Teaching:
  • Jokin Alberdi Bidaguren
  • Eduardo Bidaurratzaga Aurre

  • Feminist economy current keys and debates.
  • Gender and development: development strategies and their vision of women.
  • Social policies for equality.
Teaching:
  • María Mercedes Larrañaga Sarriegui
  • María José Martínez Herrero

  • Change in the typology of armed conflict.
  • Debates on the causes and nature of current civil wars: identity, economic and political factors.
  • Complex political emergencies and “failed states”.
  • The evolution of threats as a concept: new threats, global risk society and terrorism.
  • The evolution of security as a concept.
  • The confluence of security and development.
  • Peace operations, “humanitarian interventions” and “responsibility to protect”.

Teaching:

  • Karlos Pérez de Armiño

  • Introduction
    • Diagnosis: crisis and indicators. Unsustainability of the global development model.
    • Human development and sustainability.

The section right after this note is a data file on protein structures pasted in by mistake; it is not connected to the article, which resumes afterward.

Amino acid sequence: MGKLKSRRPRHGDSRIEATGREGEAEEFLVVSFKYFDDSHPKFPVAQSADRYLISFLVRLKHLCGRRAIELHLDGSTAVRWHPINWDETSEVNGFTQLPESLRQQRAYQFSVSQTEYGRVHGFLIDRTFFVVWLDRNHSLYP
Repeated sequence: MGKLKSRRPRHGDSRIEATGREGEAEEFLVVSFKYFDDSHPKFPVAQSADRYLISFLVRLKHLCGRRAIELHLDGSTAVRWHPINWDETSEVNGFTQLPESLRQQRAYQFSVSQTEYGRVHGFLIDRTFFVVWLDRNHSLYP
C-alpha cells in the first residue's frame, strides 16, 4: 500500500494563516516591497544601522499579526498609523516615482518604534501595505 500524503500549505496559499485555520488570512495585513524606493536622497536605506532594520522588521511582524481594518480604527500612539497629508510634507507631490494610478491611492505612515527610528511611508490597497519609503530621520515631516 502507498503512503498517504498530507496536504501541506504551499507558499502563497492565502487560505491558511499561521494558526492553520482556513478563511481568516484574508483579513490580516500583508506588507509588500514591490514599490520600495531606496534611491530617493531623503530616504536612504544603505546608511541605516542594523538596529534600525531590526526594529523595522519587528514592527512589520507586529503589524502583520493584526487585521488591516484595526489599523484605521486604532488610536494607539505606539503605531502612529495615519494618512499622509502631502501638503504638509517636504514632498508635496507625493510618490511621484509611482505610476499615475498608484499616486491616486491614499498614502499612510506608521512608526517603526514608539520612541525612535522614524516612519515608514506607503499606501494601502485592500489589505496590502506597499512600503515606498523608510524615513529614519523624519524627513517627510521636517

• North-South disparities.
    • Social metabolism and ecological debt.
    • Socio-ecological conflicts and environmental justice.
  • Biomimetic Economy.
    • Communal and sustainable economy.
    • Solar economy
    • Circular economy.

Teaching:

  • Gorka Bueno Mendieta
  • Iker Etxano Gandariasbeitia
  • Eneko Garmendia Oleaga

  • Poverty at present.
  • The measurement of poverty.
  • New thinking around poverty. Poverty processes. The concept of welfare and poverty from the view of human development.
  • New processes of impoverishment in the developed world since the 80s: conceptualisation and causes.
  •  Complementary aspects for the study of the current impoverishment phenomena.
    • Processes of impoverishment amongst the youth.
    • Poverty and gender.